Upon analyzing the allegedly infallible history of the popes, we can arrive only at the same conclusion to which Adrian VI (another supposedly infallible pope) arrived in the 16th century: “The pope may err even in what belongs to the faith” (McClintock and Strong, 1867-1880, 1:83).

Certainly, the doctrine of papal infallibility has caused, and continues to cause, many people to accept false doctrines such as original sin, the assumption of Mary, the canonization of saints, the “factuality” of evolution, and even papal “infallibility” itself—doctrines that are completely lacking biblical foundation. Christians must understand that there is only one infallible truth—the Word of God (John 17:17). It is this truth from which we need to obtain the salvation of our souls. It will keep us away from error and apostasy. In the end, when our Savior returns in the clouds to reward and punish in a universal Judgment, it will not be the words of men’s fallible councils, but the Word of God, that will be open; then the Lord will give the “canonical” sentence.

REFERENCES

“Canons” (1870), First Vatican Council [On-line], URL: http://www.ewtn.com/library/COUNCILS/V1.HTM#5.

“Declaration Nostra Aetate on the Relation of the Church to Non-Christian Religions” (1965), Second Vatican Council [On-line], URL: http://www.vatican.va/archive/hist_councils/ii_ vatican_council/documents/vat-ii_decl_19651028 _nostra-aetate_en.html.

Dixon, Joseph (1852), A General Introduction to the Sacred Scriptures (Baltimore: John Murphy).

“Dogmatic Constitution on the Catholic Faith” (1870), First Vatican Council [On-line], URL: http://www.ewtn.com/library/COUNCILS/V1.HTM#4.

“Dogmatic Constitution on the Church” (1964), Second Vatican Council [On-line], URL: http://www.vatican.va/archive/hist_councils/ ii_vatican_council/documents/vatii_const_19641121_ lumen-gentium_en.html.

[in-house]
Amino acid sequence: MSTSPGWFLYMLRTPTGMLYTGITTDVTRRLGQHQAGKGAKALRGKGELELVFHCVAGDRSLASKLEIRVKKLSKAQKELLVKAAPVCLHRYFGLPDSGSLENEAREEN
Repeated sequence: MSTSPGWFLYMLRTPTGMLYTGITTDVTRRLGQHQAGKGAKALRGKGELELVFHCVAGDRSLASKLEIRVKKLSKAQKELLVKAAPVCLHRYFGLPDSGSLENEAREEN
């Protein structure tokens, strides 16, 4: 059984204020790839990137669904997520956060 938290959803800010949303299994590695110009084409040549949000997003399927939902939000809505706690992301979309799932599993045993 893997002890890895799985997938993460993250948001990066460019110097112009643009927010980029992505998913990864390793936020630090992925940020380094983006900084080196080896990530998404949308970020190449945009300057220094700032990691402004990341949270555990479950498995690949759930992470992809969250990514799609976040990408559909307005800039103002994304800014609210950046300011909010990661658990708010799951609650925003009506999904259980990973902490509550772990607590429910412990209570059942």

Fernhout Rein (1994), Canonical Texts: Bearers of Absolute Authority (Atlanta, GA: Editions Rodopi).

“First Dogmatic Constitution on the Church of Christ” (1870), First Vatican Council [On-line], URL: http://www.ewtn.com/library/COUNCILS/V1.HTM#6.

“Honorius I” (2001), Encarta Encyclopedia 2002 (Redmond, WA: Microsoft Corporation).

John Paul II (1979), “Catechesi Tradendae,” [On-line], URL: http://www.vatican.va/holy_father/ john_paul_ii/apost_exhortations/documents/hf_jp-ii_exh_16101979_ catechesi-tradendae_en.html.

John Paul II (1990), “Redemptoris Missio,” [On-line], URL: http://www.vatican.va/ holy_father/john_paul_ii/encyclicals/documents/hf_jp-ii_enc_07121990_ redemptoris-missio_en.html.

John Paul II (1993), “Veritatis Splendor,” [On-line], URL: http://www.vatican.va/holy_father/ john_paul_ii/encyclicals/documents/hf_jp-ii_enc_06081993_veritatis- splendor_en.html.

John Paul II (1995), “Ut Unum Sint,” [On-line], URL: http://www.vatican.va/holy_father/ john_paul_ii/encyclicals/documents/hf_jp-ii_enc_25051995_ ut-unum-sint_en.html.

John Paul II (1996), “Truth Cannot Contradict Truth,” [On-line], URL: http://www.newadvent.org/library/docs_jp02tc.htm.

“Joan of Arc, Saint” (2001), Encarta Encyclopedia 2002 (Redmond, WA: Microsoft Corporation).

Keating, Karl (no date), Catholicism and Fundamentalism: The Attack on “Romanism” by “Bible Christians” [On-line], URL: http://apologetica.org/infalibilidad-keating.htm.

McClintock, John and James Strong (1867-1880), Cyclopedia of Biblical, Theological, and Ecclesiastical Literature (Grand Rapids, MI: Baker), 1968-1970 reprint.

“Roman Catholic Church” (1892), Chambers’ Encyclopædia (London: J.B. Lippincott).

Toth, T. A. Hillaire, and A.L. Rascón (no date), “Reflections about the Church’s Infallibility” [“Reflexiones en Torno a la Infalibilidad de la Iglesia”], [On-line], URL: http://apologetica.org/infalibilidad.htm.

The Lord: Present or Absent? by Jim McGuiggan


http://theabidingword.com/logos/index.html

The Lord: Present or Absent?

  1. Thoughtful [truly thoughtful] people are not nor do they need to be thoughtful in the same areas. They have different interests, life-settings, giftedness and so forth. (To oversimplify, these are the product of ‘nature and nurture’—or lack of it—and they lead persons to reflect in and about some areas and not others.)